By Tetsushi Kajimoto and Playing Kihara
TOKYO (Reuters) – Japan's economic growth was unexpectedly accelerated in January-March, driven by net contributions from exports and defies the forecasts for a contraction in the world's third largest economy.
However, the surprise expansion was mostly due to the fact that imports fell faster than exports, probably reflecting the weak domestic demand, a problem for politicians with a planned sales tax scheduled to enter into force in October.
The study of this challenge was private consumption and investment expenditure, both declining in the first quarter, while exports hit the largest decline since 201
Japan's economy grew by an annual 2.1% First quarter data showed from gross domestic product (GDP) Monday, market expectations for a 0.2% contraction. It followed a revised 1.6% increase in October-December.
The soft patches behind the headline GDP number could speculate that Prime Minister Shinzo Abe may postpone a two-fold increase in VAT in October.
"All the major components of GDP are negative," says Hiroaki Muto, chief economist at Tokai Tokyo Research Center.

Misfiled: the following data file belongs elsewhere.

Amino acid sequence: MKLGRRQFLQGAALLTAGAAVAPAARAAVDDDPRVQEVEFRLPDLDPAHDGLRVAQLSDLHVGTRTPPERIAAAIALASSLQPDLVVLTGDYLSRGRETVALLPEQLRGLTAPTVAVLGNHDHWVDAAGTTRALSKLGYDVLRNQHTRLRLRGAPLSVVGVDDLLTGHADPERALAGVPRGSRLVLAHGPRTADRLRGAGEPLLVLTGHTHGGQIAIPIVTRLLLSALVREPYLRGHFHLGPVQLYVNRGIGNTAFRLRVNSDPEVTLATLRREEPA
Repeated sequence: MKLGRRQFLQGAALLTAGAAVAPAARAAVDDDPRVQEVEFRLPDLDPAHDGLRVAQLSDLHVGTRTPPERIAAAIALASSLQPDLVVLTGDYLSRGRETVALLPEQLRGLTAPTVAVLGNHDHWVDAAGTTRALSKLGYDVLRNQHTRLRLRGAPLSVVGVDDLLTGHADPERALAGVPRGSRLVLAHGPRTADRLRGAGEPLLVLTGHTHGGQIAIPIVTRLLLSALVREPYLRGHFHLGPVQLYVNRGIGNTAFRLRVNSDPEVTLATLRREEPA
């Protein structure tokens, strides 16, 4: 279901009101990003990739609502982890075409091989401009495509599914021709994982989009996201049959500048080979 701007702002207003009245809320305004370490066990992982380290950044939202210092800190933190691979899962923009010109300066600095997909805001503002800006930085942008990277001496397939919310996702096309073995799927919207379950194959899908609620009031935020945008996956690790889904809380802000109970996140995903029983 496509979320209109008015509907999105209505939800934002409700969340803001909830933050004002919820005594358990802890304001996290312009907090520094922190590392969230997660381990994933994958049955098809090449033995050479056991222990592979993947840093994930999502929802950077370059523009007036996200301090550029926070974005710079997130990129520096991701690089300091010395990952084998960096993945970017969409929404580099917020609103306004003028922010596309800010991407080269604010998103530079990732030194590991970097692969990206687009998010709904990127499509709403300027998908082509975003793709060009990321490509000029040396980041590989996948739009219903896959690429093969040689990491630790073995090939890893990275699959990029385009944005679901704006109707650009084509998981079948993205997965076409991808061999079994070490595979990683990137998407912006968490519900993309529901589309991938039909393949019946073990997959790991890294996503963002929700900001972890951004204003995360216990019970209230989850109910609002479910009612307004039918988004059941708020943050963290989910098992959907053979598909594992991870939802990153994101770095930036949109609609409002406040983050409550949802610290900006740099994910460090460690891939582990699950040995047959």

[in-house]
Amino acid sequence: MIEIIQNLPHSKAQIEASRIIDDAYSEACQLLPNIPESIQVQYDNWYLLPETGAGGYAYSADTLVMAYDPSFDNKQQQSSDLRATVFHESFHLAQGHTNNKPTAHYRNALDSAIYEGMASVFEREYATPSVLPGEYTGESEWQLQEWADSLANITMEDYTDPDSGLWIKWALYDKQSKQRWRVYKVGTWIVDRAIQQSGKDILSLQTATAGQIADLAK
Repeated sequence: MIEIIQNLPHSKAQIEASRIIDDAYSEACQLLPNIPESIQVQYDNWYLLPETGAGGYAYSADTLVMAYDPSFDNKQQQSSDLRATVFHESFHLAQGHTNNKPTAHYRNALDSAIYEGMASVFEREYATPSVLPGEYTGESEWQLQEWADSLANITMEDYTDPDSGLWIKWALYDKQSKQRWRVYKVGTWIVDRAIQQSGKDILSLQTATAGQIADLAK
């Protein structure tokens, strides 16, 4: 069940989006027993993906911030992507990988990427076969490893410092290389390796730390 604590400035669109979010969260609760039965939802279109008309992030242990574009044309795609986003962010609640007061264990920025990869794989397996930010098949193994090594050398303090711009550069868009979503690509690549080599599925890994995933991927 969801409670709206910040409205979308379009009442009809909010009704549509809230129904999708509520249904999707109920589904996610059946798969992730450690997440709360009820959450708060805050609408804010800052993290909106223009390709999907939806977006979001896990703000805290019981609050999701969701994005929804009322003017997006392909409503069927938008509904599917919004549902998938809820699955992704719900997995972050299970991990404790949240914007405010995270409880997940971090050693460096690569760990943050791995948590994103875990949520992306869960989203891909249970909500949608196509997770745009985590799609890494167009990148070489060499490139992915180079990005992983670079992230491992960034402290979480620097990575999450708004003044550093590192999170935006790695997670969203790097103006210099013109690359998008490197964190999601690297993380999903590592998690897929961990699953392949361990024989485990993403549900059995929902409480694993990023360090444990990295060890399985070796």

"The economy has already peaked, so we probably have a mild recession," he said. "No one would object to delaying the sales tax."
The surplus on GDP growth was largely due to a 4.6% decline in imports, the largest drop in a decade and more than a 2.4% drop in exports.
As imports fell more than exports, net exports – or shipments minus imports – increased 0.4 percentage points to GDP growth.
Private consumption fell 0.1% and investment costs fell 0.3%, doubting politicians' belief that solid domestic demand will compensate for the pain of slowing exports.
There have been growing calls from some former politicians to delay the sales tax due to worsening domestic and external conditions.
However, the Minister of Economy Toshimitsu Motegi faced a brave face on Monday and said there was no change in the government's plan to raise the sales tax to 10% from 8% in October.
"There is no change in our view that the basic prerequisites for domestic demand remain solid," Motegi told reporters after the release of the data.
But some analysts warn that Japan's economy will continue to face headwinds that could slow down growth in coming quarters.
"Consumption consumption is likely to remain weak because wages do not increase so much," said Kentaro Arita, senior economist at the Mizuho Research Institute.
"In the second quarter, GDP could be zero or slightly negative because exports remain weak. This, coupled with weakening capital expenditure, means there is a risk of a recession."
GDP data comes as the government's coincident economic indicator marked the opportunity for Japan to come into a recession when exports and factory production were hit by China's slowdown and Chinese-American trade war.